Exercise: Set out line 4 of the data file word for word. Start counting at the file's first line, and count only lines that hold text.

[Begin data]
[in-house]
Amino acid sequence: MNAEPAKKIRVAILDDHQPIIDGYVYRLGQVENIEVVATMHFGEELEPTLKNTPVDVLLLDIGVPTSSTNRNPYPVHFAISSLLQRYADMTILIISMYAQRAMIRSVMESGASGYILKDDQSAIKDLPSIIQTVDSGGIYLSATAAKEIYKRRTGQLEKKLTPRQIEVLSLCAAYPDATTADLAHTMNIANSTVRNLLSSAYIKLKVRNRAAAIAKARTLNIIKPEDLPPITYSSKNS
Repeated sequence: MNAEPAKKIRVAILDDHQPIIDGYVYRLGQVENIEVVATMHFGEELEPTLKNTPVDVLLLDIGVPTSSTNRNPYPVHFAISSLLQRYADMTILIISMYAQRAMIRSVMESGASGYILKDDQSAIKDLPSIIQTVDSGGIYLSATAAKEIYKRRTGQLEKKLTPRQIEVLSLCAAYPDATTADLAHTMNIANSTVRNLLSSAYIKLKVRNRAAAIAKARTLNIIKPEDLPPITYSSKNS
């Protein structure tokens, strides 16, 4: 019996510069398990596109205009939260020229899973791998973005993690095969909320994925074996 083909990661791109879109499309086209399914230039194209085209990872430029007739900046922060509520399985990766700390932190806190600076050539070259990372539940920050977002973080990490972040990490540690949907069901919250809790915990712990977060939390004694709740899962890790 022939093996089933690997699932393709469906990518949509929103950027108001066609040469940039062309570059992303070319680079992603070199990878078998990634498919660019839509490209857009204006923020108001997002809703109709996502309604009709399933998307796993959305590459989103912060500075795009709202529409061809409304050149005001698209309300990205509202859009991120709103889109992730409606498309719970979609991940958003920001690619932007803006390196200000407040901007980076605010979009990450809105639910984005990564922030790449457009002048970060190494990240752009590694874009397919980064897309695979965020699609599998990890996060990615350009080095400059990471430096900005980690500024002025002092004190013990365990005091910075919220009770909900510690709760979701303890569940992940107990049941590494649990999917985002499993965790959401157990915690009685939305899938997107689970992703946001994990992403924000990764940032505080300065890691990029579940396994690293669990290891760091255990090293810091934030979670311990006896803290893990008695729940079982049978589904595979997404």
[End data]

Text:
């Protein structure tokens, strides 16, 4: 019996510069398990596109205009939260020229899973791998973005993690095969909320994925074996 083909990661791109879109499309086209399914230039194209085209990872430029007739900046922060509520399985990766700390932190806190600076050539070259990372539940920050977002973080990490972040990490540690949907069901919250809790915990712990977060939390004694709740899962890790 022939093996089933690997699932393709469906990518949509929103950027108001066609040469940039062309570059992303070319680079992603070199990878078998990634498919660019839509490209857009204006923020108001997002809703109709996502309604009709399933998307796993959305590459989103912060500075795009709202529409061809409304050149005001698209309300990205509202859009991120709103889109992730409606498309719970979609991940958003920001690619932007803006390196200000407040901007980076605010979009990450809105639910984005990564922030790449457009002048970060190494990240752009590694874009397919980064897309695979965020699609599998990890996060990615350009080095400059990471430096900005980690500024002025002092004190013990365990005091910075919220009770909900510690709760979701303890569940992940107990049941590494649990999917985002499993965790959401157990915690009685939305899938997107689970992703946001994990992403924000990764940032505080300065890691990029579940396994690293669990290891760091255990090293810091934030979670311990006896803290893990008695729940079982049978589904595979997404």